Gilboa: The four of us each put in $30,000, so that we’d have equal stakes. We launched in February 2010 while we were still in school. The process of starting a business was all-consuming. I had to drop my second degree program.

    Blumenthal: We thought that we’d have to beg friends and families to buy glasses from us.

    Gilboa: We spent all our money on getting the website built and the initial inventory. We hired a fashion publicist because we knew we needed to get into established publications to develop credibility and relationships. We ended up getting articles in GQ and Vogue, and social media picked us up.

    ****

    我們的商業建議

    戴夫·吉勒博阿,39歲,Warby Parker聯合創始人兼聯合首席執行官

    永遠不要把關鍵業務外包出去。

    我們幾個都不會做網站,后來征求建議,有些機構投標。我們選擇了最便宜的一家,但在幾個月后才發現犯了錯誤。他們根本做不到之前的承諾,所以后來我們解雇了那家公司。

    現在,我們開發了大部分內部使用的技術,確保對客戶體驗充分掌控。我們自己開發了網站,還有叫POE(或各項業務終端)的銷售終端系統,兩個應用程序也是由內部開發的。

    Dave Gilboa, 39, co-founder and co-CEO of Warby Parker

    Never outsource critical components of your business.

    None of us were qualified to build the website, so we solicited proposals and got a handful of bids from agencies. We chose the cheapest option, but a few months in, we realized it was a mistake. Their execution wasn’t what they promised, so we ended up firing them.

    Now we develop most of the technology we use in-house to ensure we maintain as much control over the customer experience as possible. We’ve developed our website, a point-of-sale system that we call POE (or point of everything), and both of our apps internally.

    ****

    布魯門薩爾:《GQ》提到過在家試戴的鏡框,但當初上市后48小時內,眼鏡就被客戶拿光了,只能暫停發放。三周內我們就達到了第一年的目標,庫存也空了。人們開始打電話抱怨。我們誠懇道歉,解釋公司剛剛起步。我們發現,創業時表現得越脆弱和透明,跟客戶建立的關系就越深。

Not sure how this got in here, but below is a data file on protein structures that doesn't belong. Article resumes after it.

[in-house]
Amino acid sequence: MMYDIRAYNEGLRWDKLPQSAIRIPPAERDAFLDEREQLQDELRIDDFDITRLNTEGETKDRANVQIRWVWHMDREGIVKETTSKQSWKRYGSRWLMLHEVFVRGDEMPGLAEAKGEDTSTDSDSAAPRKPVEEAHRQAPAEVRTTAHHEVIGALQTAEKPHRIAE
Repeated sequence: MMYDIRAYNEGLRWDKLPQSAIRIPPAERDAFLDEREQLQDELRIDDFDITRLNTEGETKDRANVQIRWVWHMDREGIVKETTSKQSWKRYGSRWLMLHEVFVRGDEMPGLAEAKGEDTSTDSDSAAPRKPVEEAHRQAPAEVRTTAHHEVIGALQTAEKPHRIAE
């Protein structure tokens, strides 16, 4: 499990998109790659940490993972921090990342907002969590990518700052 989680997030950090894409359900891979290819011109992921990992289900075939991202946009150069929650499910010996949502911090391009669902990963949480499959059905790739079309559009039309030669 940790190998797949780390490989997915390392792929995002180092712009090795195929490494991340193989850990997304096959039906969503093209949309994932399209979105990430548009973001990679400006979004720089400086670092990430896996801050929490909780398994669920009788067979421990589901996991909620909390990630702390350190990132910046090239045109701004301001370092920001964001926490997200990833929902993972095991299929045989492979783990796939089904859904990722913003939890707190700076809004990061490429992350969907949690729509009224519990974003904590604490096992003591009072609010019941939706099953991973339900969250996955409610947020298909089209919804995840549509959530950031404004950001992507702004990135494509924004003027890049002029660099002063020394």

吉勒博阿:客戶開始支持我們的業務。他們知道我們在努力讓他們開心。現在公司里已經有2000名員工,讓用戶開心也一直是我們不斷實踐的企業文化。

    布魯門薩爾:我們畢業后,杰夫回到了他工作過的私募股權基金,然后創立了Harry’s。安迪接著創辦了自己的風險投資公司Elephant。Warby Parker搬到了紐約的一處閣樓,顧客可以當場試戴眼鏡。我們通過辦公室和SoHo的一家快閃店賣出了價值數百萬美元的眼鏡,所以2013年4月才有信心為第一家店面簽下長期租約。

    吉勒博阿:我們拿下了初步勝利。后來開的店越來越多,公司就聘請驗光師,讓人們能更容易拿到配鏡建議。我們也提供遠程驗光服務,人們在家就能檢查視力。社會使命也得以拓展。全世界有500萬人通過“買一副,送一副”計劃獲得了免費眼鏡,我們正為紐約市和巴爾的摩的學生提供免費視力檢查和免費眼鏡。

    布魯門薩爾:最優秀的企業能解決真正的問題。我們的創業就是現成的例子,公司能擴大規模,能盈利,還能不收高價就為世界做貢獻。(財富中文網)

    本文另一版本登載于《財富》雜志2019年6月刊,標題為《回顧Warby Parker的創業過程》。

    譯者:馮豐

    審校:夏林

    Blumenthal: GQ referred to our Home Try-On frames, but within 48 hours of launch, all our glasses were out with customers, so we had to suspend that. We hit our first-year target in three weeks and ran out of inventory. People started calling to complain. We would apologize profusely and explain that the company just got started. We found that the more vulnerable and transparent you are, the deeper the relationship you build with customers.

    Gilboa: The customers became champions of the business. They saw that we tried to make them happy. With 2,000 employees now, that’s a lesson we continue to practice in our corporate culture.

    Blumenthal: Once we graduated, Jeff went back to the private equity fund he had worked for, then went on to found Harry’s. Andy went on to start Elephant, his own venture capital firm. Warby Parker moved to a loft space in New York, and customers came to try on glasses there. We sold millions of dollars’ worth of glasses through our office and a pop-up store in SoHo, which gave us the confidence to sign a long-term lease for our first store in April 2013.

    Gilboa: We’re still at the top of the first inning. As we open more stores, we’re hiring optometrists to make it easy for people to get their prescriptions. We’re using telemedicine so people can do vision checks from home. We’ve expanded our social mission. Five million people around the world have gotten free glasses through our Buy a Pair, Give a Pair program, and we’re now giving free eye exams and free glasses to students in New York City and Baltimore.

    Blumenthal: The best businesses solve real problems. We’ve created an example of a business that can scale, be profitable, and do good in the world without charging a premium for it.?

    A version of this article appears in the June 2019 issue of Fortune with the headline “Warby Parker in Hindsight.”